It’s no secret that the best thing about the Advent season isn’t the tinsel and trappings of Christmas, the flurry of gift giving and receiving, or even the joyful celebration of our Savior’s birth. The best part of Advent is not Advent itself, but what it points to—the victorious second coming of Christ. The writer of Hebrews tells us that Jesus, “having been offered once to bear the sins of many, will appear a second time, not to deal with sin but to save those who are eagerly waiting for him” (Hebrews 9:28; emphasis added).
We know this; we know that Jesus is coming again, and we feel in our bones a longing that he return. But how does this knowledge impact our lives? What does it look like to eagerly wait for him? And how does his future return—whenever that may be—change our here-and-now?
Seek to be found faithful. If we are waiting for Christ’s return, then we are expecting it to happen. We are not merely hoping for it; we are watching and waiting. This is a joyous thing, but also a somber thing. Jesus is returning to “judge the living and the dead,” 2 Timothy 4 tells us, so “be ready in season and out of season.” Eagerly waiting for Christ means living with the knowledge that he has an absolute right to demand we give an account to him for our lives at any moment. We cannot afford to dally with our “pet sins” or the wickedness we excuse as personality traits. We must be ruthless in rooting out sin from our lives. Each of us must live in light of the urgency of the hour—if Christ returned right now, would I be pleased to meet him? Or would I be shut out in eternal darkness, like one of the five unprepared virgins whose foolishness kept them from entering into the joy of the Bridegroom? (See Matthew 25:1-13.)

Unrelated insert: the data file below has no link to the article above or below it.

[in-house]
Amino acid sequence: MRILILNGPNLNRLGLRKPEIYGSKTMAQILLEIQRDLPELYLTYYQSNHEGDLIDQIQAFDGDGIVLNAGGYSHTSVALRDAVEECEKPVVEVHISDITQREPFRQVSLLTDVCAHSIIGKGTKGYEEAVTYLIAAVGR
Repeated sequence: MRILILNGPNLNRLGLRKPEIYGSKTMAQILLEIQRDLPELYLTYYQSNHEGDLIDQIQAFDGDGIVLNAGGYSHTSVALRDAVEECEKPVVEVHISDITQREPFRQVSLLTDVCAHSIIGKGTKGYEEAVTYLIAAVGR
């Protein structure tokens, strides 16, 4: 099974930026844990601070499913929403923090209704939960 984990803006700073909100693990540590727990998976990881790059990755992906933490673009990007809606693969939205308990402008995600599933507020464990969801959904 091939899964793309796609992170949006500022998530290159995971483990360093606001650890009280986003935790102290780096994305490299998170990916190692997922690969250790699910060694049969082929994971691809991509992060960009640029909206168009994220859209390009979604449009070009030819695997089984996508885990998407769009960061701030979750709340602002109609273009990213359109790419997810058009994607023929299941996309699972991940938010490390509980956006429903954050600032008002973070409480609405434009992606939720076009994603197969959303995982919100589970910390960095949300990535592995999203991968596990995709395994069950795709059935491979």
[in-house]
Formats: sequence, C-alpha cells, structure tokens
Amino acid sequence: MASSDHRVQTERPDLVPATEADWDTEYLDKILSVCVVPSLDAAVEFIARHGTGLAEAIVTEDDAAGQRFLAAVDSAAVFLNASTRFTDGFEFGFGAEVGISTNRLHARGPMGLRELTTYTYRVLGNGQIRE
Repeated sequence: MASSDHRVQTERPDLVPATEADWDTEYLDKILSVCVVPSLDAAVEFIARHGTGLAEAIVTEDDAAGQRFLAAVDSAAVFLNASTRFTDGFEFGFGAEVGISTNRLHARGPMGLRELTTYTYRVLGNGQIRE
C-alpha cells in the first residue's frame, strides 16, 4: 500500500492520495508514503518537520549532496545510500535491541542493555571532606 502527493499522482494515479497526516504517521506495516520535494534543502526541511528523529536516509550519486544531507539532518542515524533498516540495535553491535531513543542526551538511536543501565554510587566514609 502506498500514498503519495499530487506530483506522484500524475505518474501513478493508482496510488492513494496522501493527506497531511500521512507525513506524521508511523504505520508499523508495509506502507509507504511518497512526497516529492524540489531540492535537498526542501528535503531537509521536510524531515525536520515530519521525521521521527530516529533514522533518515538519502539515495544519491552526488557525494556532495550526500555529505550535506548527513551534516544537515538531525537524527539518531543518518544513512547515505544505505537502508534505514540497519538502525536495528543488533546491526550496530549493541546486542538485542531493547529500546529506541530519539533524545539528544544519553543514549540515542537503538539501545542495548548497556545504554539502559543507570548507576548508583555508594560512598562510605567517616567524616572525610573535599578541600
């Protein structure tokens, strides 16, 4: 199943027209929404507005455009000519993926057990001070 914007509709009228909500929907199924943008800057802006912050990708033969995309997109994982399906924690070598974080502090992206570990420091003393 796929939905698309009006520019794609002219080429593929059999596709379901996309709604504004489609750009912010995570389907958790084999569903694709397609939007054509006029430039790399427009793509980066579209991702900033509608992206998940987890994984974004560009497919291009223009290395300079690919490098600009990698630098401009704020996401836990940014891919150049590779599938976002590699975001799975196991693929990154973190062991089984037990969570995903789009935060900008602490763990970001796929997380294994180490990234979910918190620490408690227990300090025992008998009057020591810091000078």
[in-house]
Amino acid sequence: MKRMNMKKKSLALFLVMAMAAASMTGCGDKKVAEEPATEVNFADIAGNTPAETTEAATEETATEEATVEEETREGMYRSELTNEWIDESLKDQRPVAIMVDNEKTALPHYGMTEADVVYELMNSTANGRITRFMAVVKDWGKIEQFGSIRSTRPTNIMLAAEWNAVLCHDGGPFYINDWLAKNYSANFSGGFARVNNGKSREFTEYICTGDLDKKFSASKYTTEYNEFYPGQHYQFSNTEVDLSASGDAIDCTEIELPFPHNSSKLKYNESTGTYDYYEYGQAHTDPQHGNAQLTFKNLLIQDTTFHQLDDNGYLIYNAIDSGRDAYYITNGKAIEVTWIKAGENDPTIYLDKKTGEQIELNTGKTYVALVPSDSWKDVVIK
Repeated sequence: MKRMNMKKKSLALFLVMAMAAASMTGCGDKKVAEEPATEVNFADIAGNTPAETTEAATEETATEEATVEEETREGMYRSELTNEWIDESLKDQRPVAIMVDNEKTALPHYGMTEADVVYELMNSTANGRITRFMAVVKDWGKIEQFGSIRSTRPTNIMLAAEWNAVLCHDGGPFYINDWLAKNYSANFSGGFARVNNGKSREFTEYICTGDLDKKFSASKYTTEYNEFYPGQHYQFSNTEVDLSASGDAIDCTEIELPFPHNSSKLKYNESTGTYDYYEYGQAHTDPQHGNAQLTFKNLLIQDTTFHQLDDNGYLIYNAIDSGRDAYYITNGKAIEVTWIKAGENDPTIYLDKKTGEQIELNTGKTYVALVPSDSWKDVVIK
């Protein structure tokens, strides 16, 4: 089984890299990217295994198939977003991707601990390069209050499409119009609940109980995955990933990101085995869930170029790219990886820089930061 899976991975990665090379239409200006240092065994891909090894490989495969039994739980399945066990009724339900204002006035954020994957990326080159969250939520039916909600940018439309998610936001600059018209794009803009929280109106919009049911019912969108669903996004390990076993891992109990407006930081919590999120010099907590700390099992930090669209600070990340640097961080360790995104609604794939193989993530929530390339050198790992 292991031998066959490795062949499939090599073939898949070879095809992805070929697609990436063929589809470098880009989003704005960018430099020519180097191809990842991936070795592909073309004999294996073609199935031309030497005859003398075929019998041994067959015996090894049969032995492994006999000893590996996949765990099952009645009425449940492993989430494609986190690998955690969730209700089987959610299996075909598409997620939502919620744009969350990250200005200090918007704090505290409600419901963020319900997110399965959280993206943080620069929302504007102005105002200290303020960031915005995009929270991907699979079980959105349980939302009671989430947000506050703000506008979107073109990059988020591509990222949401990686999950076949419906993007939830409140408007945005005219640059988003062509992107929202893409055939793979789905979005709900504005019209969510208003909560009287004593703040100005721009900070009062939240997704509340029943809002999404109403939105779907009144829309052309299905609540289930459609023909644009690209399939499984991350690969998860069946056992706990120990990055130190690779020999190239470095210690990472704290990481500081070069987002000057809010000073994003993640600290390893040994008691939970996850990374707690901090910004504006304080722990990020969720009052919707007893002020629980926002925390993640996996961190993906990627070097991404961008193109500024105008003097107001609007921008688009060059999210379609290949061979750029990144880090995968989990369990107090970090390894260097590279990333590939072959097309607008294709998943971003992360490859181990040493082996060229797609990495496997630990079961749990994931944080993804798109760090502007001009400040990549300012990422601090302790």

Be patient in the waiting. If we are waiting for Jesus, then we are also waiting on Jesus. James 5:7 instructs us, “Be patient, therefore, brothers, until the coming of the Lord. See how the farmer waits for the precious fruit of the earth, being patient about it, until it receives the early and the late rains.” We can wait patiently, trusting God’s perfect timing, even as we await him eagerly. The same God whose perfect plan for the redemption of creation involved crushing his own Son, who promises to never leave us nor forsake us, this is the God we are waiting on. His timing and his ways are flawless, even when incomprehensible. Let us then be good stewards of the time we’re given, living as he calls us to, heeding His commands and commissions. And let us particularly seek to comfort and aid the afflicted and hurting, the persecuted and oppressed, as they surely feel the weight of this waiting most keenly.
Know that today, he is enough. Knowledge of who our returning Savior is provides us with an unshakeable source of strength for present trials. God promises that his children will face hardship (John 16:33). Frailty is part of being human, and suffering is most assuredly part of being a Christian. But the Lord is near to the brokenhearted (Ps. 34:18), and we can each attest to the sweet knowledge of his presence that is only available when we are brought low. In the depths of our despair, he reminds us that he, too, knows what it is to suffer and feel sorrow, to experience temptation, sickness, and even death—yet he endured (Heb. 4:15-16; cf. 12:1-3). Our sovereign Lord is a high priest who empathizes with our weaknesses. We can thus say, in the face of blinding grief and pain that escapes articulation, “My flesh and my heart may fail, but God is the strength of my heart and my portion forever” (Ps. 73:26).
Lift up your eyes—for tomorrow, he is coming. Our strength for today is our bright hope for tomorrow. Christ came once to ransom our depraved souls and offer us salvation; he is coming again to avenge every wrong, bind every wound, and summon his own to heaven. This is the most joyous hope of Advent—the baby born in Bethlehem is a King who will one day bring the faithful home to reign with him for all eternity. This world is not our home. This life is not as good as it gets. We can walk (or crawl) through the mundane, the frustrating, the hidden, and the hard seasons, assured of our great hope. He who has promised will be faithful, and the current and any future trials will pale in comparison to the lavish celebration we will one day enter. Here we may have troubles, but there we will have Christ, and with Him pleasures evermore.
And so we wait. We wait expectantly, examining our hearts and actions, that we may be found faithful on the wonderful, terrible Day of Judgment. We wait patiently, firmly reliant on the perfect timing of our good Father. And we wait hopefully, confident that all heartache or hardship we encounter here will be rendered mute and toothless by the all-encompassing joy of our imminent reunion with Christ. We wait on you—even so, come quickly, Lord Jesus!